Novell is dead and Microsoft has eaten its heart

Acquisition puts what's left of Novell's legacy in Microsoft's hands

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Novell is dead.

 

OK, it's been dead for a while. Close to dead; undead.

Geeks of a certain age remember Novell as the first company that really got networking for normal people. OK, not normal, normal people, but not intense Unix geeks or mainframe deadenders, either.

It snuck into places nothing more sophisticated than PCs and word processors had ever been before, and helped wake up users to what computers could really do for them them, not the smug computer operators who were treated like priests and made clear the computers would help users only if they users chose to do things in the way computers decreed.

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NetWare was the original rogue IT project, launched as a way to turn around a bankrupt computer maker by a Californicated GE engineer returning to his roots in Utah, and written by a contractor who was as revered by geeks in his time as Linus Torvalds, but was twice as unintelligible.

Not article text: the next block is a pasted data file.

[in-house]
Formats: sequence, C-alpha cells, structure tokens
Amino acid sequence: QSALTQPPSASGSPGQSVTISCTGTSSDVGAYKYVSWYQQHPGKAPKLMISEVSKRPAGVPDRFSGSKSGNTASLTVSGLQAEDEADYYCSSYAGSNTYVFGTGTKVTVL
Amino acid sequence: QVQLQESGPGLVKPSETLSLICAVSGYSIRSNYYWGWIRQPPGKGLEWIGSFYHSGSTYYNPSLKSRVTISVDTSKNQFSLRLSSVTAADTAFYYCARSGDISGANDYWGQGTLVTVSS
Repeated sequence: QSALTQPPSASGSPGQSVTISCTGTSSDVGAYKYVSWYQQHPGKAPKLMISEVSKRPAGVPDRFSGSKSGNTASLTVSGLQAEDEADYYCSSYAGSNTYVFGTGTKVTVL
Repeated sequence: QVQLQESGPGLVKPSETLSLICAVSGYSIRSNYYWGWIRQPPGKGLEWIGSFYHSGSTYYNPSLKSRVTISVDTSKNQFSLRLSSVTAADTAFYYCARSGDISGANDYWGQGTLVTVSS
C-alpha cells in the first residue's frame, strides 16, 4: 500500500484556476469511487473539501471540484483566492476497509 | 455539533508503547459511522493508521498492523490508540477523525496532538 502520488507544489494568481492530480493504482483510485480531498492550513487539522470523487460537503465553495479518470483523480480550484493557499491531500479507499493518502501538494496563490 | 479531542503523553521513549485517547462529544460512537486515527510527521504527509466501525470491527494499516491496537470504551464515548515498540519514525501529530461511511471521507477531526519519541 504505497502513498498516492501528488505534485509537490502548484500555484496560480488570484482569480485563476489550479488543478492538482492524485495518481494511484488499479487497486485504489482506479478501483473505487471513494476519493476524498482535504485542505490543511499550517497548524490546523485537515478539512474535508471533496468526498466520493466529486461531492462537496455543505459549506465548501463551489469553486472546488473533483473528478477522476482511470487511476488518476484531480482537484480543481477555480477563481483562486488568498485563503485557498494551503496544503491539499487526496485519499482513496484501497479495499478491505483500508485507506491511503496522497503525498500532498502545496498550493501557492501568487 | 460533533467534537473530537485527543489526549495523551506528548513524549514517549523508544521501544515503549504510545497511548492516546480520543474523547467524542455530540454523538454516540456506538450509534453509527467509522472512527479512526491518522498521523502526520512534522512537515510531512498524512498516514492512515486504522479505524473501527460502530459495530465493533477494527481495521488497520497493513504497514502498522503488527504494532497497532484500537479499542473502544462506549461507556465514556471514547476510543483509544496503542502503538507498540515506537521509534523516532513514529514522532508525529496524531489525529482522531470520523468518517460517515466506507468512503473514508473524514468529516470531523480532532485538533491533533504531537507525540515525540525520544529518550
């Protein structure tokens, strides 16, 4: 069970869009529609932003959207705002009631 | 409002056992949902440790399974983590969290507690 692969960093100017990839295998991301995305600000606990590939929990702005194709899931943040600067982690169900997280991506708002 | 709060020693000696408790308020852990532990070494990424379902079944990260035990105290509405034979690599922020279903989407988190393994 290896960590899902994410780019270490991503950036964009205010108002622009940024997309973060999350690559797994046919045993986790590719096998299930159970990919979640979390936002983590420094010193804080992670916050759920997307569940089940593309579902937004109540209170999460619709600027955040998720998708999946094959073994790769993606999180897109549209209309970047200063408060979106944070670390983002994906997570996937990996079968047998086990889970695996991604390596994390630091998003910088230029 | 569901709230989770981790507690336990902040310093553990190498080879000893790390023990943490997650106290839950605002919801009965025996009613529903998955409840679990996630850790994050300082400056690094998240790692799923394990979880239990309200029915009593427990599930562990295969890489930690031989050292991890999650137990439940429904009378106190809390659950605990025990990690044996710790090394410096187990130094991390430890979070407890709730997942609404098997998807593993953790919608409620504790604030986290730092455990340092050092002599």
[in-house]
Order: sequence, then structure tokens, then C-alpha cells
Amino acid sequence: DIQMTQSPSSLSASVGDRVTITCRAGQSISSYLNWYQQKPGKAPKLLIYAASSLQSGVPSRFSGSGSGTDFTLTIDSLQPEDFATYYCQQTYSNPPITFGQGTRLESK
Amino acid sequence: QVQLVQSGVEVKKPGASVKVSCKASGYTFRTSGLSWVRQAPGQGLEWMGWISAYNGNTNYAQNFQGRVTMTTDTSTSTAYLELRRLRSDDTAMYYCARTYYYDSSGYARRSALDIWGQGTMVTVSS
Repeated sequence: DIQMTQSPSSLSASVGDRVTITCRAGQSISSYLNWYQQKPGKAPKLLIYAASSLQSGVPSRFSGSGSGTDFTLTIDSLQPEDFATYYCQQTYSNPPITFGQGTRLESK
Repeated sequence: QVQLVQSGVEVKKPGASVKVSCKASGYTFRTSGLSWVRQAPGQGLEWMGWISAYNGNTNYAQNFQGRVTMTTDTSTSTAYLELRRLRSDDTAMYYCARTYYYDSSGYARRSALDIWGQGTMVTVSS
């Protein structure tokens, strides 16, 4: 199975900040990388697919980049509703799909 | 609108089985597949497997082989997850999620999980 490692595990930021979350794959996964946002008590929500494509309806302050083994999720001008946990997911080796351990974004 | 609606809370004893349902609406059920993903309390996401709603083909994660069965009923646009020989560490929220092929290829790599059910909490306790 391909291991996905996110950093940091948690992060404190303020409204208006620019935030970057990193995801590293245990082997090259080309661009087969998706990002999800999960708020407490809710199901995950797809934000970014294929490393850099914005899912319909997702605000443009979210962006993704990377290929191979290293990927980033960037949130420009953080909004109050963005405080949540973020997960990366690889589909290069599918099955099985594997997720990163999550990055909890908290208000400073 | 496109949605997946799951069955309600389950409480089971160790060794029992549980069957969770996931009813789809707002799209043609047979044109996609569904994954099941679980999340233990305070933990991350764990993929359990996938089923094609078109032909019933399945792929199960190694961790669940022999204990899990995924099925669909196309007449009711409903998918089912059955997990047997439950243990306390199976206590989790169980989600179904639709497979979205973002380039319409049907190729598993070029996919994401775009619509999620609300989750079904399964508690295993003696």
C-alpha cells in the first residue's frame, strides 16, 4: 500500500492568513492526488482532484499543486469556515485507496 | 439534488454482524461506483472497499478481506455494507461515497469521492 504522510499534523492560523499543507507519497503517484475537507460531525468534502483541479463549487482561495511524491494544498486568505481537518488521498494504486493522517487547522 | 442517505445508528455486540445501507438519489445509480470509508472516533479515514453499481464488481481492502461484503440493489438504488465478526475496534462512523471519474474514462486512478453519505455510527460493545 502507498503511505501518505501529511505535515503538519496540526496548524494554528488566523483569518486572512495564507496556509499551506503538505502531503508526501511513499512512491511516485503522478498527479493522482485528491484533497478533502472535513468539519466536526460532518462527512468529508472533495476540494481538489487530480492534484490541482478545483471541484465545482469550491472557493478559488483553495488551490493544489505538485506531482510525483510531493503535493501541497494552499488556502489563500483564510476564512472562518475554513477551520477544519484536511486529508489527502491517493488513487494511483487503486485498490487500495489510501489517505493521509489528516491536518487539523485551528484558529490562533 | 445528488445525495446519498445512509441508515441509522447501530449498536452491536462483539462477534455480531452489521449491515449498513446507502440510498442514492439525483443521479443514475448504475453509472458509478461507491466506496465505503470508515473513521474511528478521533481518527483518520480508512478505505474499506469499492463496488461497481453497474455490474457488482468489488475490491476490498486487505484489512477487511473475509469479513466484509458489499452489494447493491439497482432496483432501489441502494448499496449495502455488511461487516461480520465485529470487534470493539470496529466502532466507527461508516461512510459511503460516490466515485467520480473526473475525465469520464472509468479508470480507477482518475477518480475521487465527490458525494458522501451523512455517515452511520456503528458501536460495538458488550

Ray Noorda, credited with helping launch a major IT revolution in Utah, launched another one in corporate America, which suddenly realized it could do things with computers it had never considered before -- sharing a printer; sharing a file; sharing an off-the-shelf application they could actually use, rather than the incomprehensible objet d'art IT would hand-code over months and deliver without Help files, lists of commands or (pfah!) training.

NetWare was big. There was nothing else like it, except all the other file- and print-sharing applications that were already shipping, including Banyan Systems, Inc.'s VINES, which did everything NetWare did, but a lot better.

It didn't matter. NetWare was the thing, and Ray Noorda went a little crazy.

When Microsoft tried to add networky functions to Windows, Noorda began to hate. He focused all his energies on quashing Microsoft like the pretentious upstart it was.

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